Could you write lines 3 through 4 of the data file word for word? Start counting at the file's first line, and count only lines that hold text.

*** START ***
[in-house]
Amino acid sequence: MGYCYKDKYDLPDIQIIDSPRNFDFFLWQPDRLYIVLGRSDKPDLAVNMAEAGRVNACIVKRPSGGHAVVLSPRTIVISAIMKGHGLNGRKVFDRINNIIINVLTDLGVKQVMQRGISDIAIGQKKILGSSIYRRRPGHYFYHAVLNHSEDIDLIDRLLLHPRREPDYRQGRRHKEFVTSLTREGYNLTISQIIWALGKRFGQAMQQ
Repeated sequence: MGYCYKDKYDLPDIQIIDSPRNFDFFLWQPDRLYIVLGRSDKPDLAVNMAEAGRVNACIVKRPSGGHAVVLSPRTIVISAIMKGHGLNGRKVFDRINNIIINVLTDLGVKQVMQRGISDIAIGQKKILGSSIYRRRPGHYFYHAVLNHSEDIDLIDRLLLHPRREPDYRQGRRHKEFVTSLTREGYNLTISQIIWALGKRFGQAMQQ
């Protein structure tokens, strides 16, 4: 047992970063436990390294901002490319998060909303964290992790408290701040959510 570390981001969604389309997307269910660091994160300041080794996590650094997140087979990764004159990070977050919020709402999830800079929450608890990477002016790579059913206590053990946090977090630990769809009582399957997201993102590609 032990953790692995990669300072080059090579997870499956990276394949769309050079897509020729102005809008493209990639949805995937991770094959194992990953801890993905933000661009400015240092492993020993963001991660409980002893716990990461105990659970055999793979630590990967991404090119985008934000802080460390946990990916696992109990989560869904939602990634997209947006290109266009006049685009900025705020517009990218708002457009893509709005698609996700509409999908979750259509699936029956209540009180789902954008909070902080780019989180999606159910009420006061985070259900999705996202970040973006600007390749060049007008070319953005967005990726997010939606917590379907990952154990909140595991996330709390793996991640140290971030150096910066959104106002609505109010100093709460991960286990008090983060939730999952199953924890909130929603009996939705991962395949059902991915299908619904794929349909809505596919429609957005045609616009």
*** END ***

Repeated sequence: MGYCYKDKYDLPDIQIIDSPRNFDFFLWQPDRLYIVLGRSDKPDLAVNMAEAGRVNACIVKRPSGGHAVVLSPRTIVISAIMKGHGLNGRKVFDRINNIIINVLTDLGVKQVMQRGISDIAIGQKKILGSSIYRRRPGHYFYHAVLNHSEDIDLIDRLLLHPRREPDYRQGRRHKEFVTSLTREGYNLTISQIIWALGKRFGQAMQQ
């Protein structure tokens, strides 16, 4: 047992970063436990390294901002490319998060909303964290992790408290701040959510 570390981001969604389309997307269910660091994160300041080794996590650094997140087979990764004159990070977050919020709402999830800079929450608890990477002016790579059913206590053990946090977090630990769809009582399957997201993102590609 032990953790692995990669300072080059090579997870499956990276394949769309050079897509020729102005809008493209990639949805995937991770094959194992990953801890993905933000661009400015240092492993020993963001991660409980002893716990990461105990659970055999793979630590990967991404090119985008934000802080460390946990990916696992109990989560869904939602990634997209947006290109266009006049685009900025705020517009990218708002457009893509709005698609996700509409999908979750259509699936029956209540009180789902954008909070902080780019989180999606159910009420006061985070259900999705996202970040973006600007390749060049007008070319953005967005990726997010939606917590379907990952154990909140595991996330709390793996991640140290971030150096910066959104106002609505109010100093709460991960286990008090983060939730999952199953924890909130929603009996939705991962395949059902991915299908619904794929349909809505596919429609957005045609616009």